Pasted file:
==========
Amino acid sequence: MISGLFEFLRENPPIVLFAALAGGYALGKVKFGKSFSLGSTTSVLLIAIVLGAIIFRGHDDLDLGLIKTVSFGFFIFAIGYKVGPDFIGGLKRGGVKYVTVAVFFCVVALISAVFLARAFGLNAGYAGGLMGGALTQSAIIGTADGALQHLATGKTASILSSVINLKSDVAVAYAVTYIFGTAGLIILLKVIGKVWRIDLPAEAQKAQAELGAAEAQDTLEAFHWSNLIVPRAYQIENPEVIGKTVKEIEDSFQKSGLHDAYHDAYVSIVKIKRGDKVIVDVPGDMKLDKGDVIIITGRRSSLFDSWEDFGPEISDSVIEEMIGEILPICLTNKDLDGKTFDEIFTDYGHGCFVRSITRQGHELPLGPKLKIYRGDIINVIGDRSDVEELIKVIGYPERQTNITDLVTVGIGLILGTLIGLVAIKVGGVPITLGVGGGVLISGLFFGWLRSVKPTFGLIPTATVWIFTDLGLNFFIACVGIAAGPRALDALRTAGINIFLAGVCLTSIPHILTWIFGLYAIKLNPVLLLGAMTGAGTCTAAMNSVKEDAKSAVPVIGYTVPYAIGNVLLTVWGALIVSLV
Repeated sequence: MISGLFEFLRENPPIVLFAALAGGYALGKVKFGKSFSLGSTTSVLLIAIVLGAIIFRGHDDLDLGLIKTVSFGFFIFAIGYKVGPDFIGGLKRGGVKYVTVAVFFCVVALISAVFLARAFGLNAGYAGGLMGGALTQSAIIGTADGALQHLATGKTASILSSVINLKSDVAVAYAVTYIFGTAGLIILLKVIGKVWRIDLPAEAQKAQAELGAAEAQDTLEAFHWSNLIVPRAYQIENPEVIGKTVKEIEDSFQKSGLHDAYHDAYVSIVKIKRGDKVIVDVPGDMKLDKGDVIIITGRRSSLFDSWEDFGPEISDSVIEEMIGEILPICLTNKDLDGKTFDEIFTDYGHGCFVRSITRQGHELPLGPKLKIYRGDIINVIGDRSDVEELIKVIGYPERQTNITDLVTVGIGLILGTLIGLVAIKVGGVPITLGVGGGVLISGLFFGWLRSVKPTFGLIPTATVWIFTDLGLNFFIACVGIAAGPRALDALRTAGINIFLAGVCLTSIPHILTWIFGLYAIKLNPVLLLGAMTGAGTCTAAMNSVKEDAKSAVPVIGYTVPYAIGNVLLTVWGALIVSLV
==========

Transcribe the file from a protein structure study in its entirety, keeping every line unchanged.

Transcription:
Amino acid sequence: MISGLFEFLRENPPIVLFAALAGGYALGKVKFGKSFSLGSTTSVLLIAIVLGAIIFRGHDDLDLGLIKTVSFGFFIFAIGYKVGPDFIGGLKRGGVKYVTVAVFFCVVALISAVFLARAFGLNAGYAGGLMGGALTQSAIIGTADGALQHLATGKTASILSSVINLKSDVAVAYAVTYIFGTAGLIILLKVIGKVWRIDLPAEAQKAQAELGAAEAQDTLEAFHWSNLIVPRAYQIENPEVIGKTVKEIEDSFQKSGLHDAYHDAYVSIVKIKRGDKVIVDVPGDMKLDKGDVIIITGRRSSLFDSWEDFGPEISDSVIEEMIGEILPICLTNKDLDGKTFDEIFTDYGHGCFVRSITRQGHELPLGPKLKIYRGDIINVIGDRSDVEELIKVIGYPERQTNITDLVTVGIGLILGTLIGLVAIKVGGVPITLGVGGGVLISGLFFGWLRSVKPTFGLIPTATVWIFTDLGLNFFIACVGIAAGPRALDALRTAGINIFLAGVCLTSIPHILTWIFGLYAIKLNPVLLLGAMTGAGTCTAAMNSVKEDAKSAVPVIGYTVPYAIGNVLLTVWGALIVSLV
Repeated sequence: MISGLFEFLRENPPIVLFAALAGGYALGKVKFGKSFSLGSTTSVLLIAIVLGAIIFRGHDDLDLGLIKTVSFGFFIFAIGYKVGPDFIGGLKRGGVKYVTVAVFFCVVALISAVFLARAFGLNAGYAGGLMGGALTQSAIIGTADGALQHLATGKTASILSSVINLKSDVAVAYAVTYIFGTAGLIILLKVIGKVWRIDLPAEAQKAQAELGAAEAQDTLEAFHWSNLIVPRAYQIENPEVIGKTVKEIEDSFQKSGLHDAYHDAYVSIVKIKRGDKVIVDVPGDMKLDKGDVIIITGRRSSLFDSWEDFGPEISDSVIEEMIGEILPICLTNKDLDGKTFDEIFTDYGHGCFVRSITRQGHELPLGPKLKIYRGDIINVIGDRSDVEELIKVIGYPERQTNITDLVTVGIGLILGTLIGLVAIKVGGVPITLGVGGGVLISGLFFGWLRSVKPTFGLIPTATVWIFTDLGLNFFIACVGIAAGPRALDALRTAGINIFLAGVCLTSIPHILTWIFGLYAIKLNPVLLLGAMTGAGTCTAAMNSVKEDAKSAVPVIGYTVPYAIGNVLLTVWGALIVSLV